Another blizzard is coming through Chicago.
Julie’s post on the ADL’s 2009 European anti-Semitism survey inspired me to read the survey memo for myself [UPDATE: You know what would rock? Actually linking to the survey memo!]. The data can be a little hard to parse at times, but overall paints a rather disturbing picture.
The survey was conducted over 7 European countries: Austria, France, Hungary, Poland, Germany, Spain and the United Kingdom (500 questioned in each country, MoE +/- 4%). The heart of the survey was contained in these four questions:
1) Jews are more loyal to Israel than to this country. (49%)
2) Jews have too much power in the business world. (40%)
3) Jews have too much power in international financial
4) Jews still talk too much about what happened to them in
the Holocaust. (44%)
Percentages are of respondents who labeled this statement “probably true” across all countries. Each country’s response rate for each question was also broken out individually. The worst case country-to-stereotype was Spain’s answer to “Jews have too much power international financial markets” — a whopping 74% agreed. For every question, the UK demonstrated the lowest levels of support. As noted though, the statement which got the highest overall level of support was “Jews are more loyal to Israel than to this country” (high: Spain 64%, low: UK: 37%).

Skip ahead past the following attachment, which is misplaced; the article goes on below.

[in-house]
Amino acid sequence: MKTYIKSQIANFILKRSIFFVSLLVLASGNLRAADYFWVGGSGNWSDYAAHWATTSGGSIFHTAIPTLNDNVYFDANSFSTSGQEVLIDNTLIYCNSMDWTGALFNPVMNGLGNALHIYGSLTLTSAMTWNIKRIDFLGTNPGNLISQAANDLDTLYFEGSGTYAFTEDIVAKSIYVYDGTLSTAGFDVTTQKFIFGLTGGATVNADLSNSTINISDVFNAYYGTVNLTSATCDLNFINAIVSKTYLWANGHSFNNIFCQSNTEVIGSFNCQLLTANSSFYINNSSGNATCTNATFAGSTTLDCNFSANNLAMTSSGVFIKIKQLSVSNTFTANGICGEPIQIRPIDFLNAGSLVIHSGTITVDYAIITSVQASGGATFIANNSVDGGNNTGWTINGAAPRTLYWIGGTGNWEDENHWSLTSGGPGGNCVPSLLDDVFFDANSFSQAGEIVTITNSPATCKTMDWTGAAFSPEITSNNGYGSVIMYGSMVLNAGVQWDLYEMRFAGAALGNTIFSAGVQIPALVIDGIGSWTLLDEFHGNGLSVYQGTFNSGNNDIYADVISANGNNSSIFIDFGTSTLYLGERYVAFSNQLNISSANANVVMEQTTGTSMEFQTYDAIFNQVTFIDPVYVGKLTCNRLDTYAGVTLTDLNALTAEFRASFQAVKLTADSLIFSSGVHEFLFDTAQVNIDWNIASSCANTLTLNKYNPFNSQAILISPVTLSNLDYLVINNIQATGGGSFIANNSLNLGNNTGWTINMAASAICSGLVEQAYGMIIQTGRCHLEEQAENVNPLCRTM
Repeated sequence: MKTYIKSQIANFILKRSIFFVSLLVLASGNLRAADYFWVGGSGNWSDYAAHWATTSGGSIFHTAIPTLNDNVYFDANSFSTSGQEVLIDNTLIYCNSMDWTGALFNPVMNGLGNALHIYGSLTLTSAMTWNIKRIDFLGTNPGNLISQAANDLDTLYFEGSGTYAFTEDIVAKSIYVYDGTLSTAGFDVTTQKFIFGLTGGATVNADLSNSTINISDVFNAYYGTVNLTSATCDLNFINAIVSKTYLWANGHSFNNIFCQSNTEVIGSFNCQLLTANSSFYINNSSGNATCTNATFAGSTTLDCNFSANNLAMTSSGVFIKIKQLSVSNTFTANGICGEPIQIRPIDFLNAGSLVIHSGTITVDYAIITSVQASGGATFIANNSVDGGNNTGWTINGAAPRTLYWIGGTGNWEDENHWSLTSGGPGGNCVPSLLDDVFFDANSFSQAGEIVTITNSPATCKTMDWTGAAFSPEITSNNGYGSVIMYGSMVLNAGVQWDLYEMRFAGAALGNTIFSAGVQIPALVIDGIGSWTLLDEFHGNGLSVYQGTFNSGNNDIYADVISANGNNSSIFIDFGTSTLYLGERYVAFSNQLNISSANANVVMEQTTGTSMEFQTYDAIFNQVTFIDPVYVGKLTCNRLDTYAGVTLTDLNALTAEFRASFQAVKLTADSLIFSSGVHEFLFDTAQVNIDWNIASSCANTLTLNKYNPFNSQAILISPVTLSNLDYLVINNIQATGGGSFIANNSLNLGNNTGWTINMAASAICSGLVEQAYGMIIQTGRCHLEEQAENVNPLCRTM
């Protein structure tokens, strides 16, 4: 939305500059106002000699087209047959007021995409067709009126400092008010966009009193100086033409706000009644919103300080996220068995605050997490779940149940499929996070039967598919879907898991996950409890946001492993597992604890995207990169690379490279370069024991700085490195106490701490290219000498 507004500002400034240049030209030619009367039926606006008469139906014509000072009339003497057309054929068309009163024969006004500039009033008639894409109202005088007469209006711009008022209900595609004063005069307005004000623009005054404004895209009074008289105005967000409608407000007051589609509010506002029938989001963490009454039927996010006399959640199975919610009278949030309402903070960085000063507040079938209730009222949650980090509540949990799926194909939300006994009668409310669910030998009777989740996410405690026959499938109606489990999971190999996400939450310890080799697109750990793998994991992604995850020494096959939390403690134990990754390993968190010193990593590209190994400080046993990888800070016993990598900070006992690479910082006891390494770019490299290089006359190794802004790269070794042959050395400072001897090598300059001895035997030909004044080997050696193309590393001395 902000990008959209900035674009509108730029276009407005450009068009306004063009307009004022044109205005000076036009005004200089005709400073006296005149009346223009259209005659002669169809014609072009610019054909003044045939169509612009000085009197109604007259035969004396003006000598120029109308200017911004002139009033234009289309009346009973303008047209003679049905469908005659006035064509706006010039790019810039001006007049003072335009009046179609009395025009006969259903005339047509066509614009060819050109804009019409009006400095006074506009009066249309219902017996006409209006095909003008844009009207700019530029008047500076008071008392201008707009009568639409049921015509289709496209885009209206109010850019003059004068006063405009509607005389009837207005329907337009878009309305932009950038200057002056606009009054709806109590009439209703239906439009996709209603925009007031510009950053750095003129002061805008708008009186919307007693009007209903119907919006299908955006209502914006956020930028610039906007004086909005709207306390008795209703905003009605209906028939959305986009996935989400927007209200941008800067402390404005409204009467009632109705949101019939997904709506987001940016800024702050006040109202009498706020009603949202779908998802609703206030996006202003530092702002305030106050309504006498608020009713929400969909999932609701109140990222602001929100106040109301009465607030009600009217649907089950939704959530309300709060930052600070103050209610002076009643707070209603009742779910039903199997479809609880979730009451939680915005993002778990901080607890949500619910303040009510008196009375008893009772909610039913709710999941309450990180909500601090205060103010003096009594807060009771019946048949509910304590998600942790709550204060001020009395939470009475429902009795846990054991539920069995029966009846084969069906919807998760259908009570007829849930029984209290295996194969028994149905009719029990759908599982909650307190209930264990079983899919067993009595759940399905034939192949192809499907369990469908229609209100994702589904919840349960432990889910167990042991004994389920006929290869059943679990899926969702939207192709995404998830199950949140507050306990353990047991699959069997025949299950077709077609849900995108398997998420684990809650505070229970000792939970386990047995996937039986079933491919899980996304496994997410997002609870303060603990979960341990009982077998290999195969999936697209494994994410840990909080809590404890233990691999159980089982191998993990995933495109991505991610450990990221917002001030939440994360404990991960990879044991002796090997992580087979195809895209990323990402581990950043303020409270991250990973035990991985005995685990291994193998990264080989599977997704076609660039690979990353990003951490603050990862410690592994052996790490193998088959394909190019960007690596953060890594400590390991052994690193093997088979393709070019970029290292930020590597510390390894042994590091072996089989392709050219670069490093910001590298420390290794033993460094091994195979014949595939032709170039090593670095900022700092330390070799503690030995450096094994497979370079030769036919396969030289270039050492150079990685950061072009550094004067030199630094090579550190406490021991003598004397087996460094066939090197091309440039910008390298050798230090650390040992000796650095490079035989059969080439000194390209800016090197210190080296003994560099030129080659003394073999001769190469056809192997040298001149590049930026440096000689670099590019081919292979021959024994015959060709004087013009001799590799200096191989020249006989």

The ADL then charted what percentage of respondents agreed with at least three of the above four statements. The “winners” were Spain, Poland, and Hungary, with 48%, 48%, and 47% (respectively) fitting this criteria. Austria came next at 30%, followed by France and Germany (20%) and finally the UK (10%).
The ADL also asked several follow-up questions which were not included in evaluating the overall levels of anti-Semitic sentiment. For example, 23% of Europeans believe that Jews are responsible for the death of Christ (Poland is the far and away leader in this category, at 48%). The survey also asked respondents if they felt that violence directed against Jews in their country was the result of anti-Israel or anti-Jewish sentiment. For the most part, they believed it was due to anti-Jewish feelings (38% to 24%). The exception was Spain, where “anti-Israel” held a 38% – 26% lead over “anti-Jewish”.
Finally, the ADL also tried to get a feel for whether Jews were being blamed for the global financial crisis. They asked
How much blame do you place on Jews in the financial industry for the current global economic crisis? Do you blame them a great deal, a good amount, a little or not at all?
The ADL here charted those answering “a little” or higher, and found that 31% of respondents blamed the Jews at least “a little” for the crisis. Hungary led the way with 46%, followed by Austria (43%) and Poland (38%).
Finally, these were the questions that elicited the strongest levels of support for each country:
More loyal to Israel: France (38%), Germany (53%), Poland (63%), UK (37%)
Power in business: Hungary (67%)
Power in international markets: Spain (74%)
Too much talking about the Holocaust: Austria (55%)
And the least support:
More loyal to Israel: Hungary (40%)
Power in business: Austria (36%), Germany (21%), UK (15% — tie)
Power in international markets: France (27%), Poland (54%), UK (15% — tie)
Too much talking about the Holocaust: Spain (42%)